The Rohingya crisis receives most of the global media’s attention currently due to the scale and magnitude of the humanitarian crisis that is unfolding there and rightly so. However, there is another deadly ongoing conflict in Myanmar.
This conflict is between the Kachin Independence Army (KIA) and the government of Myanmar and has often been dubbed “the forgotten war” for that very reason.
Ever since a government ceasefire between the two sides broke down in 2011, fighting between the Myanmar Armed Forces (also known as the Tatmadaw) and the KIA has escalated. This year has seen a dramatic spike in violence, with over 10,000 people displaced from the Kachin state since January.
The Tatmadaw has come under criticism for using disproportionate violence against the Kachin state. The military have reportedly carried out air strikes and used heavy weapons in civilian areas. The deployment of the 33rd Light Infantry to the northeastern state has also raised concerns among human rights activists. The infantry is the notorious army unit accused of various human rights abuses against the Rohingya in the Rakhine state. Their deployment in Kachin, does not bode well for the safety of civilians there.
In light of the severity of the conflict, the United Nations (UN) has stepped in and called for an end to the violence there.
“Civilians must never be subjected to violence during the course of conflict. All parties must take all necessary measures to ensure their safety and security,” said a UN press statement released earlier this month.
Source: United Nations Office for the Coordination of Humanitarian Affairs
To completely understand the reasons underpinning the conflict, one has to delve deeper into the history of Myanmar.
Kachin is a mountainous state located in the northernmost part of Myanmar, sharing a border with China. The Kachin people is an umbrella term used for the confederation of six ethnic groups who live in the Kachin state.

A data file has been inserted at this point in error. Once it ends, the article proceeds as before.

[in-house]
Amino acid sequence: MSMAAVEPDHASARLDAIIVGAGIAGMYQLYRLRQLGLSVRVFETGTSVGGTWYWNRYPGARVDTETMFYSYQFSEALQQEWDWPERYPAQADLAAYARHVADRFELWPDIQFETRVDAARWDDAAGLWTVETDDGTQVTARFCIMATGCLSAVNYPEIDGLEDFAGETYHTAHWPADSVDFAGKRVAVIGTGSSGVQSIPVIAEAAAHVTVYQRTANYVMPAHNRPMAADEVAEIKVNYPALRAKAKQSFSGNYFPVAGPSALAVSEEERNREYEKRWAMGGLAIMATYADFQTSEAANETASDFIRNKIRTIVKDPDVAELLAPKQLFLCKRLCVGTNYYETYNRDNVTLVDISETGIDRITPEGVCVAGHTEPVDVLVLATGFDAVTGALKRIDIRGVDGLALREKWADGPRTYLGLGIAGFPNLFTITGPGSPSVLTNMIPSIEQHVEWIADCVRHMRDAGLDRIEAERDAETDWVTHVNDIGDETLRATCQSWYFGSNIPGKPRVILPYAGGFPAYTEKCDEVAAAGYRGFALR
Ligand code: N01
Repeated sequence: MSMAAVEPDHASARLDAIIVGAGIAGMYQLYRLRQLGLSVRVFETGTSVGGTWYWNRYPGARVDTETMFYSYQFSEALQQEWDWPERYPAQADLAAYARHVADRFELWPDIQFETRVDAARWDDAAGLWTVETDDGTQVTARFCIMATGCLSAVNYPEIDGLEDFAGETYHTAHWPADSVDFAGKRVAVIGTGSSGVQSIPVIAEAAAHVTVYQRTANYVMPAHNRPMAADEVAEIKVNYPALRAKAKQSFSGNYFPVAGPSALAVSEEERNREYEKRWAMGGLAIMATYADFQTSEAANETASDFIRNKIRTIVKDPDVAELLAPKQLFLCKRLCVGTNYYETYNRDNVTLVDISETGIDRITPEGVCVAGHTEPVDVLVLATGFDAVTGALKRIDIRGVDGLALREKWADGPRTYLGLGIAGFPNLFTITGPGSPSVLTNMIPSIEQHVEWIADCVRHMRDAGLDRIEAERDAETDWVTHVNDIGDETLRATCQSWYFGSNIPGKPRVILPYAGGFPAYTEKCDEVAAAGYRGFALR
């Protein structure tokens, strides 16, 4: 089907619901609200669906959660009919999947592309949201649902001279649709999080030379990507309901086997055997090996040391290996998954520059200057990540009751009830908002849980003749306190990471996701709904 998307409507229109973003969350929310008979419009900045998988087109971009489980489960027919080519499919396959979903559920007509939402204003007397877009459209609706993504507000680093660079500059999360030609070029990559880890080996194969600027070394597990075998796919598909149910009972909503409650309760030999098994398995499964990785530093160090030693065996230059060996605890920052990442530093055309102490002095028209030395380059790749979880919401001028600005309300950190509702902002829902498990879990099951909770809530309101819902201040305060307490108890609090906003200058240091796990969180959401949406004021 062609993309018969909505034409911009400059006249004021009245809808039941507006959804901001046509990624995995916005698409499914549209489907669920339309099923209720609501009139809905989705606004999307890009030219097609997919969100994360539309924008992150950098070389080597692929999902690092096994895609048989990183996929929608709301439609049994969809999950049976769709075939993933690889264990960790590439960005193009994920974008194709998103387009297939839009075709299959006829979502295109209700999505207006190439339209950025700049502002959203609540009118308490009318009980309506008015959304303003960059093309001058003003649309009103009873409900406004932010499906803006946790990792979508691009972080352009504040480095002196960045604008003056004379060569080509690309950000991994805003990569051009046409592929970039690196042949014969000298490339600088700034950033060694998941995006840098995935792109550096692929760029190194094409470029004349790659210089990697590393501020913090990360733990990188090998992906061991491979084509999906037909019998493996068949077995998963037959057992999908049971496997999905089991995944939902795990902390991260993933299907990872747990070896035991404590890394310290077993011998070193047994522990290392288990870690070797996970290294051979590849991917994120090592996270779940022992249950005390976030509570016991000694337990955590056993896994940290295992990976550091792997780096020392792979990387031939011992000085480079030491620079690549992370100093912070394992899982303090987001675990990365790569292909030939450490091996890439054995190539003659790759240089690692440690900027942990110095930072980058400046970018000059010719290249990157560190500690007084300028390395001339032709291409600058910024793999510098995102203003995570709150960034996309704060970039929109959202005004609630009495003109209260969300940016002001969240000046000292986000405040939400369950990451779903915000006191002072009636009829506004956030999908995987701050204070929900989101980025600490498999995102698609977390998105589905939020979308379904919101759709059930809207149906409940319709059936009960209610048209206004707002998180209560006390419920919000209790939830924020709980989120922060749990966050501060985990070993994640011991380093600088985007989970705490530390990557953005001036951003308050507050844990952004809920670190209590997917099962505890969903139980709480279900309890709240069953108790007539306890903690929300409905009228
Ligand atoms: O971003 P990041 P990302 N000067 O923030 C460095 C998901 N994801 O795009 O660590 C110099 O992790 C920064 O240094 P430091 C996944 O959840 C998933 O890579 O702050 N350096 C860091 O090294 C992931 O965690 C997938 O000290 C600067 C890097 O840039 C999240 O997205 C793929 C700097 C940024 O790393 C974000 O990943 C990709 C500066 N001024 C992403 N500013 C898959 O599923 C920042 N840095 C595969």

After Myanmar gained independence from the British in 1948, the Kachin people were promised equality and autonomy. However, in 1961, Prime Minister U Nu declared Buddhism as the state religion which alienated the largely Christian population of the Kachin state. In the same year, the KIA was founded to struggle for self-determination and independence for the state. Relations between the government and the KIA deteriorated when the military seized control of the Myanmar government in 1962. The KIA has been fighting for independence ever since.
A ceasefire was implemented in 1994 but ended in 2011 after the Tatmadaw broke the existing agreement and attacked KIA forces.
To simplify this war to just another of Myanmar’s many ethnic conflicts, however, would be too reductive. The Kachin state is known to be rich with jade deposits which contributes a substantial amount of revenue to the Myanmar economy. The jade gemstone industry in Myanmar is said to be worth US$31 billion. This has led to the suggestion that Myanmar refuses to allow complete autonomy for the Kachin state because the government wants to maintain direct access to the abundant resources there. Some experts have even named the conflict a war over natural resources.
When Aung San Suu Kyi was first released, many had high hopes that she could solve the conflict. However, similar to the situation in the Rakhine state, things have escalated further. The conflict between the KIA and the Myanmar government has gone on for almost 60 years now and it seems like there is no end in sight. Even with international agencies stepping up and calling for an end to the violence, their concerns are predictably falling on deaf ears.
To resolve the conflict is not a difficult task. The Tatmadaw has to stop clamping down on minorities in Myanmar. The reason why ceasefire talks have failed with the KIA in the past is because the government wants them to lay down their arms. Given the track record of the military junta, the KIA can be forgiven for not trusting the government. For a real and meaningful ceasefire to last, the government there has to ensure the safety of the Kachin people and begin rebuilding trust with them. Only then would the KIA be willing to consider laying down their arms for a peaceful resolution to this unnecessary conflict.
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